For some, falling in love is easy. The problem can often be however, of not being loved back. If you're the stalker type then that can be a problem you can live with.
But sometimes there's almost an audible click between two people. Andrew Haigh's film is about just that: a gay couple who just hit it off over a weekend.
Russell (Tom Cullen) is at a party at his best friend's house. Although Russell is gay, his best friend is not. So invariably, as he's far from the campest of gays, Russell feels a little isolated in this particular crowd.
After a while Russell tells his friend that he's off home; the truth is however, that he decides to make a detour via a gay club in town. It's there he meets Glen (Chris New). Despite their different backgrounds, they soon find themselves in a relationship that almost has a life of its very own.
It all feels too good to be true for Russell, which, as it turns out, is exactly what it is. Glen has a bomb up his sleeve that has the power to wipe out their relationship as quickly as it began.
Haigh's film is a sweet and insightful examination of a relationship for its entire duration. It may well feature a gay couple, but it's not a gay film per se; the emotions that both characters are overcome by are universal and are certainly not restricted to one section of the population simply due to their sexual orientation.
This two-hander, as it were, predominately just features Cullen and New; the pair cope well, mainly dues to a script that gently reveals a couple of characters not only to themselves but to the audience at the same time. Cullen in particular gives an absorbing performance of a young man with very little in the way of excitement on the horizon. He's fully aware he's in a rut of his own making, but he's really in no rush to change it.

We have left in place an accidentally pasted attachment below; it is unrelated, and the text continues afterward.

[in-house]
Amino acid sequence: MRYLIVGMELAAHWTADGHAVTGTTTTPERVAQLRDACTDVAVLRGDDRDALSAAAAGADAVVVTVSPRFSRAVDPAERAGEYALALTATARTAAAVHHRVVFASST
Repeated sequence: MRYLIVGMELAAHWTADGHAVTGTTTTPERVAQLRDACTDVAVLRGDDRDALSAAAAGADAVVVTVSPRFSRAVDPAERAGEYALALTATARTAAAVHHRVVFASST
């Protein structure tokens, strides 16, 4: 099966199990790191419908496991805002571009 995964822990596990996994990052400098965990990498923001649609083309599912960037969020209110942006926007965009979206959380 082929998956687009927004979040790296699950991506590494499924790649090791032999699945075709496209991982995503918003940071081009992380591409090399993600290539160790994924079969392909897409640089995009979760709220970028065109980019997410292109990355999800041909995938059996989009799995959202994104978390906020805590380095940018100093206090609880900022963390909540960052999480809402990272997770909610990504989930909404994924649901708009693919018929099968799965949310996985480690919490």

Together with New, they portray a couple coming together in a truly genuine light. It's not difficult to believe that although they've only spent a number of hours in each other's company, they already have the foundations for what could be a long term relationship.
It's perhaps this intensity that reduces the latter stages of the film to an uncomfortable pace. It's at this point where the script also feels a little on the loose side and Haigh relies on too many long glances and quiet moments to deliver emotional impact. Having done all the hard work of developing truly three dimensional characters, the script, and particularly the film's conclusion, sadly let down all the good work gone before.
But considering the inexperience of both the director and his two leading men, this Weekend should leave you with a feeling that it certainly had its worthwhile moments.